On Monday, a group of lawmakers introduced a bill to the House and Senate, seeking to permanently authorize a law that would enable the president to impose harsh economic sanctions on Iran. The bill, called the Solidifying Iran Sanction Act, was introduced by Rep. Michelle Steel (R-Calif.) and co-sponsored by Rep. Michael McCaul (R-Texas), the chairman of the House Foreign Affairs Committee. The legislation aims to extend the Iran Sanctions Act (ISA) of 1996, which is set to expire in 2026.
The ISA, which needs to be continuously renewed by Congress under a mandatory sunset provision, enables the U.S. executive branch to impose sanctions on Iran’s energy sector. This would cripple Iran’s attempts to procure a nuclear weapon, which Tehran has accelerated towards in recent years.
McCaul stated that the Iran Sanctions Act is “one of the most important tools in U.S. law to compel Iran to abandon its dangerous and destabilizing behavior.” He also stated that the bill takes a “long overdue step of striking the arbitrary sunset from the law so that sanctions will only be lifted if Iran stops its threatening behavior.”
Steel stated that Iran has “made clear it has no interest in participating in the international community or working towards peace.” She further stated that the “rogue state continues to make threats against democracy and actively sponsors terrorism around the world.” The Solidifying Iran Sanction Act aims to prevent Iran from possessing nuclear weapons and further jeopardizing global peace.
The legislation has received bipartisan support, with 24 lawmakers co-sponsoring the bill, including Rep. Susie Lee (D-Nev.). A companion bill will also soon be introduced in the Senate by Sens. Tim Scott (R-S.C.), Maggie Hassan (D-N.H.), and Jacky Rosen (D-Nev.).
Tensions between the U.S. and Iran have increased after Iranian-backed militia groups carried out rocket attacks against U.S. bases in Syria, and Tehran has provided explosive drones to Russia for use in Ukraine. The Biden administration has also failed to reach a deal reviving a nuclear deal with Iran. The talks were meant to ease sanctions on Iran in return for the Middle Eastern nation not developing nuclear weapons. However, with the deal effectively scrapped, United Nations atomic energy regulators have warned that Iran is enriching uranium at facilities to the capabilities needed to make a bomb.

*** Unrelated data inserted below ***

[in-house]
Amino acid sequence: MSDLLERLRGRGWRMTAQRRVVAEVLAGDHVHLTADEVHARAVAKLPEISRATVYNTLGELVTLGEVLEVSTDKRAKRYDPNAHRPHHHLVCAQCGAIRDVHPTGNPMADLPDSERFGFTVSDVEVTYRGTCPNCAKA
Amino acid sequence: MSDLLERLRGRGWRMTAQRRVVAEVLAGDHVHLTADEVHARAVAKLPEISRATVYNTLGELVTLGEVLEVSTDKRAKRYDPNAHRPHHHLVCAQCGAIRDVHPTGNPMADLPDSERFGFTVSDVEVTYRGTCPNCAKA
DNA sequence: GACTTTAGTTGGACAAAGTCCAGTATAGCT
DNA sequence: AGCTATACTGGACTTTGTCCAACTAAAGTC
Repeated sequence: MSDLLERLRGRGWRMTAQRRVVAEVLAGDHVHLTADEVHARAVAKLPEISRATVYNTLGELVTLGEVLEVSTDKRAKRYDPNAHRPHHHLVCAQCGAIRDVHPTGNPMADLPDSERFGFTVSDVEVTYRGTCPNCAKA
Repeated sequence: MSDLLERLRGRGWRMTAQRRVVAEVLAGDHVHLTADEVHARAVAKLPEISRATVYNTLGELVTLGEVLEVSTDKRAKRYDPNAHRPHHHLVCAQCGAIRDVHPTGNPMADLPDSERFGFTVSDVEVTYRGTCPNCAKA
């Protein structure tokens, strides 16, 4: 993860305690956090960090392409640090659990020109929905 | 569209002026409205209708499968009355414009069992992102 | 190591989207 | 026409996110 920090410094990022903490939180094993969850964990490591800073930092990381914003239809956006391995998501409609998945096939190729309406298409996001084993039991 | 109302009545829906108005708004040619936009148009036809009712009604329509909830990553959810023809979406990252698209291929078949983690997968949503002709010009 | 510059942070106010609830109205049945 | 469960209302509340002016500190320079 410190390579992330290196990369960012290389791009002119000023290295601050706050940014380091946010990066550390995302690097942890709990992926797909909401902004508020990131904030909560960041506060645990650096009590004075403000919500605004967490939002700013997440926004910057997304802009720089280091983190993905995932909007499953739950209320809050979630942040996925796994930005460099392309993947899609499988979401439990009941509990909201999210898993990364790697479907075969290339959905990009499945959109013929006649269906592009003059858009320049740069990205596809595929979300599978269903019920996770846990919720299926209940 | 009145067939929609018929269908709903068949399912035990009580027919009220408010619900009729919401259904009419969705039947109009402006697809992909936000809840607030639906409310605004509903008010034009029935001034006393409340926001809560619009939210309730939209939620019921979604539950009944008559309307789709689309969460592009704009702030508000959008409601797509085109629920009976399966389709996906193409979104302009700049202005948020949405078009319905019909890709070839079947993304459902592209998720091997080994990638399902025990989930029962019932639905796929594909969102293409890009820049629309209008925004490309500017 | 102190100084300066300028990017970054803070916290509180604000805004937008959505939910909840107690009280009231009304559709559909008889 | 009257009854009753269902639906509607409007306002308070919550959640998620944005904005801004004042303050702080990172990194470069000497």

The Pentagon has warned that Iran has enough material to develop a nuclear bomb within 12 days. Under the ISA, the president has the authority to impose restrictions on Iran’s energy industry, which makes up a significant share of the country’s GDP. Over the years, the authority has expanded to include other Iranian industries. The ISA is enforced by triggers that impose sanctions on firms that violate the law.
Congressional efforts to permanently extend the ISA have been introduced before but have yet to pass both legislative chambers. The Solidifying Iran Sanction Act introduced on Monday is supported by advocacy organizations, the Foundation for Defense of Democracies Action and the American Israel Public Affairs Committee (AIPAC). AIPAC spokesperson Marshall Wittman stated that the Solidifying Iran Sanction Act is “an important bipartisan effort to solidify critical sanctions on the Iranian regime at a time when Tehran is dangerously advancing its nuclear program and targeting U.S. troops.”
In summary, the Solidifying Iran Sanction Act seeks to permanently extend the Iran Sanctions Act, which enables the U.S. executive branch to impose sanctions on Iran’s energy sector to prevent the Middle Eastern nation from developing nuclear weapons. The bill has received bipartisan support and is backed by advocacy organizations.